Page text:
Oscar films continue to soar – ‘Roomate’ tops slow Super Bowl weekend

By Scott Mendelson

HollywoodNews.com: The Super Bowl weekend is not what anyone would consider prime movie-going real-estate, so it stands to reason that there wouldn’t be much on the wide-release circuit this weekend. Screen Gems scored their biggest opening weekend ever last Super Bowl Sunday with the romantic drama Dear John, which opened to $30 million and knocked Avatar off the top spot. But generally speaking, Screen Gems’s has had pretty decent success opening teen girl-friendly PG-13 horror pictures, often remakes of R-rated 70s and 80s slasher pics, over the last several years, so they went that route again this year. This year’s entry, The Roommate, a film so obviously copied from Single White Female that complaints/summons are probably being drafted as we speak.

Yes, The Roommate was number one at the box office this weekend, as the ‘your college roommate wants to be you and kill you’ alleged thriller opened with an okay $15.6 million. The only relevant comparison is how well this picture opened compared to their other ‘safe-for-kids’ horror entries over the last several years. It’s actually in the middle on the Screen Gems list, as even the core audience knew they were being sold a bill of goods. Of their PG-13 epics, The Stepfather ($12 million) and The Convanent ($8 million) opened noticeably lower. This opening is right in line with the last Super Bowl Screen Gems horror flick, the 2007 entry The Messengers, which opened to $14 million. But it was a bit below the $19 million opening of Boogieman during Super Bowl weekend 2005. Darkness Falls, a Sony release, opened to $12 million during Super Bowl 2003 (Screen Gems is a Sony distribution wing). Tops is still When A Stranger Calls, which opened to $22 million back during Super Bowl 2006. Of course, that one had the primal horror premise of a pretty girl (Camilla Bella) being menaced by a scary man (the voice of Lance Henriksen), which appeals of the feminist or misogynist in all of us.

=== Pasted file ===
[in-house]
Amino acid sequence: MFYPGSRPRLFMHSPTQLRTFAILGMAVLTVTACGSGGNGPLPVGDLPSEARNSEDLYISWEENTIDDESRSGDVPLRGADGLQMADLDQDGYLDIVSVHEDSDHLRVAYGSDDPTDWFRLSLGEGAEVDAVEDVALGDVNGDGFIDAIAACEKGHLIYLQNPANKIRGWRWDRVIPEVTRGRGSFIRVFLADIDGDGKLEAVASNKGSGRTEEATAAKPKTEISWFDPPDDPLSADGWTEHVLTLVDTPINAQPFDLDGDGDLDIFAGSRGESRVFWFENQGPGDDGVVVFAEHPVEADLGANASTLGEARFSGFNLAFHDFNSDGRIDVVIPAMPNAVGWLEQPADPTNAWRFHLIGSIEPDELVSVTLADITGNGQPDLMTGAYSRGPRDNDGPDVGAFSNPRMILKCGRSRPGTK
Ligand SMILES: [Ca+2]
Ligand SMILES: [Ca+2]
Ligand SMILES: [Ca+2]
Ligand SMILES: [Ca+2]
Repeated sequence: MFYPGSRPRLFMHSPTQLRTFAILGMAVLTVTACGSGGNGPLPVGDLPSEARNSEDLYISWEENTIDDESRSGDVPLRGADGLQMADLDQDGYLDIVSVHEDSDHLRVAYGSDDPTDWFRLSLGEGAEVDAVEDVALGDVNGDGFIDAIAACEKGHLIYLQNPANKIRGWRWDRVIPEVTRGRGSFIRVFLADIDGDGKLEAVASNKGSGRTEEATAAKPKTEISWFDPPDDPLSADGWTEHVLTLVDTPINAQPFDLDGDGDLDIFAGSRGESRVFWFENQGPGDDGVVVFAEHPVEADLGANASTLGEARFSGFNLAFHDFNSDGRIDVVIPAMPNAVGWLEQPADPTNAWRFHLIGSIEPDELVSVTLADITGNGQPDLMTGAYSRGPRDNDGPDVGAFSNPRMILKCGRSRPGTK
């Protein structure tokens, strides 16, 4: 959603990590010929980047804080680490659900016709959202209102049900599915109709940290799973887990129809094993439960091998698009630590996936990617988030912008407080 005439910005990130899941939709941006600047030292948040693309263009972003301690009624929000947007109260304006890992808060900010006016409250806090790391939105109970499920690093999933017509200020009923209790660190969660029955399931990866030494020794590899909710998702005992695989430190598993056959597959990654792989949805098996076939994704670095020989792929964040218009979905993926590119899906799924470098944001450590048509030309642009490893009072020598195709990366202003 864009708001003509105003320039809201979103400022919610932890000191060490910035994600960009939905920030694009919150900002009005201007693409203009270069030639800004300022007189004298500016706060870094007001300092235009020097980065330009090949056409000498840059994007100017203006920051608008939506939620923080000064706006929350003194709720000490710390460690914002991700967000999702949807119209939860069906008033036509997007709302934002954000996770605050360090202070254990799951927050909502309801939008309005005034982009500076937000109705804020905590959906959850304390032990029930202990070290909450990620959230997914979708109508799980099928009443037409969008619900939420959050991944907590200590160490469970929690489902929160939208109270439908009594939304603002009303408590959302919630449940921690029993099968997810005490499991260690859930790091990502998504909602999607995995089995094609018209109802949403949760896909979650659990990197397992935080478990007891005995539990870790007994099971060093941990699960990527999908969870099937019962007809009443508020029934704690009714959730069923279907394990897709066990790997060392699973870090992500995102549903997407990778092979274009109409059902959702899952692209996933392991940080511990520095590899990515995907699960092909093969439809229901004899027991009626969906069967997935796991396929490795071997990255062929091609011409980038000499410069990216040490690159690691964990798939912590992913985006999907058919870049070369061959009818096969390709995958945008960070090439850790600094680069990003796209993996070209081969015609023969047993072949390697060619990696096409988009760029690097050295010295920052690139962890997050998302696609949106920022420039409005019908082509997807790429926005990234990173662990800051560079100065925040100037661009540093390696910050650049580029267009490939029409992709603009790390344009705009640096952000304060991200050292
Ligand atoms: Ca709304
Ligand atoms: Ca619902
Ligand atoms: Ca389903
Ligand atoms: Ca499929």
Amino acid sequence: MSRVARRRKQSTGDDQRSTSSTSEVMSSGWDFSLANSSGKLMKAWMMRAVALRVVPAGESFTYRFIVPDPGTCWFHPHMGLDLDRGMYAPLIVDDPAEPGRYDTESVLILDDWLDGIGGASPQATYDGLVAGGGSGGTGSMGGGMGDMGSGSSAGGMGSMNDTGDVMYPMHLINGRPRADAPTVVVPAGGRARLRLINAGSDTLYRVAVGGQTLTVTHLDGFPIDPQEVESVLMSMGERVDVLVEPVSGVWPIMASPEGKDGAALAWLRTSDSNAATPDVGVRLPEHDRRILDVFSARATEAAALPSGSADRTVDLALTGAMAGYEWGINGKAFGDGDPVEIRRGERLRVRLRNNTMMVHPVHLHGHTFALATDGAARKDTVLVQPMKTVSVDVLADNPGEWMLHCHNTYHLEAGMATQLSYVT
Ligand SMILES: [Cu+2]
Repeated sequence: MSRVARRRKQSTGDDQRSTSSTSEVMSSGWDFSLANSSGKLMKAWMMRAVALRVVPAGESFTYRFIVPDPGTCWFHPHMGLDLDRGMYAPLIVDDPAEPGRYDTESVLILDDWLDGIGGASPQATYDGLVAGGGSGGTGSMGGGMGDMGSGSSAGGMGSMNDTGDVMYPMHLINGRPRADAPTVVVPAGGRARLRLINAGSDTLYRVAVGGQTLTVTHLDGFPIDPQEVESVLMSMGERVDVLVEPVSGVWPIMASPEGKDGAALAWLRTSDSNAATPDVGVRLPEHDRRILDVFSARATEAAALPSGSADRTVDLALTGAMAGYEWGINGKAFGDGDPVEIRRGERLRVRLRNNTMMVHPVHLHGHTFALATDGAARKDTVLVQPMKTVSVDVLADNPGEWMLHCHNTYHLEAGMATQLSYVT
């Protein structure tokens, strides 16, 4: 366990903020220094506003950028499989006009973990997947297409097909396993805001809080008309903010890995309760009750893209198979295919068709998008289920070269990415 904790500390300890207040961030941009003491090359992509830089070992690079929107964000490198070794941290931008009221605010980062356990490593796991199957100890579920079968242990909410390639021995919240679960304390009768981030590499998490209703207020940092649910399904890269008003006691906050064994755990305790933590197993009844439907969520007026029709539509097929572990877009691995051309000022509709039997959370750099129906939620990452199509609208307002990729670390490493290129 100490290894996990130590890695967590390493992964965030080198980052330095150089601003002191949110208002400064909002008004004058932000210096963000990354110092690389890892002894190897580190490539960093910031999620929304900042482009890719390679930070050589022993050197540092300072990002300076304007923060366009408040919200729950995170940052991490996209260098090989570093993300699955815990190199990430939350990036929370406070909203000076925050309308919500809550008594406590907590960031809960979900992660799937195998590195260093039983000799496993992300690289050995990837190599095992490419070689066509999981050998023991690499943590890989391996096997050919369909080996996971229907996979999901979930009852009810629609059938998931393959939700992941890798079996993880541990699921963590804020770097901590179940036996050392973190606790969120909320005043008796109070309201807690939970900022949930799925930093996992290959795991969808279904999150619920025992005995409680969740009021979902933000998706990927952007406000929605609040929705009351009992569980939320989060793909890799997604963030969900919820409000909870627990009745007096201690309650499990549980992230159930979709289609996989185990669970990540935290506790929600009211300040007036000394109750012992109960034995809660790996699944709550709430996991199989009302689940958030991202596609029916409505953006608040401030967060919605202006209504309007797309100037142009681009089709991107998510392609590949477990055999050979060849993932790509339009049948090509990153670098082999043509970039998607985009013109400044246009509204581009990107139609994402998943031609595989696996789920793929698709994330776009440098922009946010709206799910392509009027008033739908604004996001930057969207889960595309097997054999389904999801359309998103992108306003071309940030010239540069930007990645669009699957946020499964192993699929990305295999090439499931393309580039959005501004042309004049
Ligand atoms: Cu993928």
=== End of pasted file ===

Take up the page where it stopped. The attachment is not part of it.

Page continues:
The big selling point of The Roomate was basically: ‘we got tons of hot girls pretending to still be teenagers (Leighton Meester, Minka Kelly, Alyson Michalka) and occasionally something scary happens’. Alas, most of said actresses can be seen for free every week on the likes of Gossip Girl, Friday Night Lights, Parenthood, and Hellcats, so the appeal was limited without an R-rating and R-rated content. Point being, without anything to sell other than the prurient appeal of the gals and male lead Cam Gigandet, Screen Gems did little more than hope that enough young people wanted something that might make them jump a couple of times. Still, the film cost about $16 million to make, so profits will be had by all and we’ll surely see more of these. On the plus side, the film started a worthwhile discussion regarding how the MPAA deals with animal torture (hint – it’s less harmful than Colin Firth screaming the ‘f-word’).